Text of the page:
recommended reading

Hackers Target Veterans’ Site

Flickr user camknows

Attackers slipped malicious code into the U.S. Veterans of Foreign Wars’ website (vfw[.]org) through a previously-unknown bug in Internet Explorer 10 as part of cyberspy plot timed to the storm that swept up the East Coast Thursday, shutting down the federal government in Washington.

Did you follow that?

“We believe the attack is a strategic Web compromise targeting American military personnel amid a paralyzing snowstorm at the U.S. Capitol in the days leading up to the Presidents Day holiday weekend,” researchers at FireEye, a startup recently acquired by cyber giant Mandiant, wrote in a blog post.

It gets better.  

The last modified date of the exploit code -- dubbed “Operation SnowMan” by the researchers -- was two days ago.

“This suggests that this instantiation of the exploit was very recent and was deployed for this specific strategic Web compromise,” the investigators wrote. “A possible objective in the SnowMan attack is targeting military service members to steal military intelligence.”

In addition to retirees, active military members use the VFW website, they point out. “It is probably no coincidence that Monday, Feb. 17, is a U.S. holiday, and much of the U.S. Capitol shut down Thursday amid a severe winter storm,” the researchers added.

Users should upgrade to IE 11 or install Microsoft’s Experience Mitigation Toolkit to silence the spyware, according to FireEye.

Follow more cybersecurity news on ThreatWatch, a regularly updated catalog of data breaches successfully striking every sector of the globe, as reported by journalists, researchers and the victims themselves.

Threatwatch Alert

Stolen laptop

3.7M Hong Kong Voters' Personal Data Stolen

See threatwatch report


Close [ x ] More from Nextgov

Thank you for subscribing to newsletters from
We think these reports might interest you:

  • It’s Time for the Federal Government to Embrace Wireless and Mobility

    The United States has turned a corner on the adoption of mobile phones, tablets and other smart devices, outpacing traditional desktop and laptop sales by a wide margin. This issue brief discusses the state of wireless and mobility in federal government and outlines why now is the time to embrace these technologies in government.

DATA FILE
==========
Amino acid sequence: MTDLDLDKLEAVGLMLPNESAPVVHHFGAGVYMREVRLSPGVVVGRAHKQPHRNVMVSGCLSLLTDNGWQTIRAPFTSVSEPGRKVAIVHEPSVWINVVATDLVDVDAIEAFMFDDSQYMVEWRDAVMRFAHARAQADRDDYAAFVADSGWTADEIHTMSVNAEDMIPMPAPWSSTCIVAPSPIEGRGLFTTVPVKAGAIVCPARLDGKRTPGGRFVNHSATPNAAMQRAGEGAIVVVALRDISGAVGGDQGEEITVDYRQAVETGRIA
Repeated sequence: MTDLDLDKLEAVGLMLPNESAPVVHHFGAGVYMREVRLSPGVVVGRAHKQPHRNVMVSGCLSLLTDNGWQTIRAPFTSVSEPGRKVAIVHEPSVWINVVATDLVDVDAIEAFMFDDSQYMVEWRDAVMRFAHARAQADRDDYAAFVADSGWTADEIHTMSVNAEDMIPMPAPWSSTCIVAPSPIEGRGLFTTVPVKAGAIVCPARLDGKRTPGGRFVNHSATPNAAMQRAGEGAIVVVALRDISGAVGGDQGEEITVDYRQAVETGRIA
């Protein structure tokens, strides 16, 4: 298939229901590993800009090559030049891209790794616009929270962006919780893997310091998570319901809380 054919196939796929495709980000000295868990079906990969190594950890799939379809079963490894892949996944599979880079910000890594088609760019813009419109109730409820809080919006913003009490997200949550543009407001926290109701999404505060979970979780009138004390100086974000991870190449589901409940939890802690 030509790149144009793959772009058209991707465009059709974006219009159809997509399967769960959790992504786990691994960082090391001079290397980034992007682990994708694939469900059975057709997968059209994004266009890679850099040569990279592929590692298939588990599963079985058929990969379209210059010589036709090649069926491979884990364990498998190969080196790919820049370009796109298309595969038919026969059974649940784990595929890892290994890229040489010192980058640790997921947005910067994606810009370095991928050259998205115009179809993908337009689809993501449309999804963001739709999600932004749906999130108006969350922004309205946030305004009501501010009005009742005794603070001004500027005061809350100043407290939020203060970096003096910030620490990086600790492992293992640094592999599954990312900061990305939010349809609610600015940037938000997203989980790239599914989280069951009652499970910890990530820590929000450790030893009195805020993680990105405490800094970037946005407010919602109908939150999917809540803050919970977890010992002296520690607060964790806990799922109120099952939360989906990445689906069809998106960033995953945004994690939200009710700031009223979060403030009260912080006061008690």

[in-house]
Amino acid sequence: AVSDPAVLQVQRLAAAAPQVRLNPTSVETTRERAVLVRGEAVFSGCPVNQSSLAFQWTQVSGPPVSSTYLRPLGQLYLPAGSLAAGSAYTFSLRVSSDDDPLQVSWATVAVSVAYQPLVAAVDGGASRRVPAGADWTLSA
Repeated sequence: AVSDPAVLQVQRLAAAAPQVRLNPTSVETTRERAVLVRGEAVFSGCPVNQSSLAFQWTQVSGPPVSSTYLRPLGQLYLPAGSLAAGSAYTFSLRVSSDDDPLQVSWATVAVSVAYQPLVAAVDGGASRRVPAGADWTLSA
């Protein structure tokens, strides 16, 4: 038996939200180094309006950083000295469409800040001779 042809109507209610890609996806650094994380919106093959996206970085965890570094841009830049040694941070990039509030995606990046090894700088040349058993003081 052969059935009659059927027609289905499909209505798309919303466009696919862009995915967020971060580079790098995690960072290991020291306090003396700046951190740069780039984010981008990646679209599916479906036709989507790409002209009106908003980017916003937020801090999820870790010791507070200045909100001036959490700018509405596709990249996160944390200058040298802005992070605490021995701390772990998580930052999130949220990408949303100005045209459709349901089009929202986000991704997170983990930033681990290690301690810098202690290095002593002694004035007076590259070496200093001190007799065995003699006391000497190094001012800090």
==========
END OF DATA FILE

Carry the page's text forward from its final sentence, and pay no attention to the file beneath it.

• Featured Content from RSA Conference: Dissed by NIST

    Learn more about the latest draft of the U.S. National Institute of Standards and Technology guidance document on authentication and lifecycle management.

  • A New Security Architecture for Federal Networks

    Federal government networks are under constant attack, and the number of those attacks is increasing. This issue brief discusses today's threats and a new model for the future.

  • Going Agile:Revolutionizing Federal Digital Services Delivery

    Here’s one indication that times have changed: Harriet Tubman is going to be the next face of the twenty dollar bill. Another sign of change? The way in which the federal government arrived at that decision.

  • Software-Defined Networking

    So many demands are being placed on federal information technology networks, which must handle vast amounts of data, accommodate voice and video, and cope with a multitude of highly connected devices while keeping government information secure from cyber threats. This issue brief discusses the state of SDN in the federal government and the path forward.

  • The New IP: Moving Government Agencies Toward the Network of The Future

    Federal IT managers are looking to modernize legacy network infrastructures that are taxed by growing demands from mobile devices, video, vast amounts of data, and more. This issue brief discusses the federal government network landscape, as well as market, financial force drivers for network modernization.


When you download a report, your information may be shared with the underwriters of that document.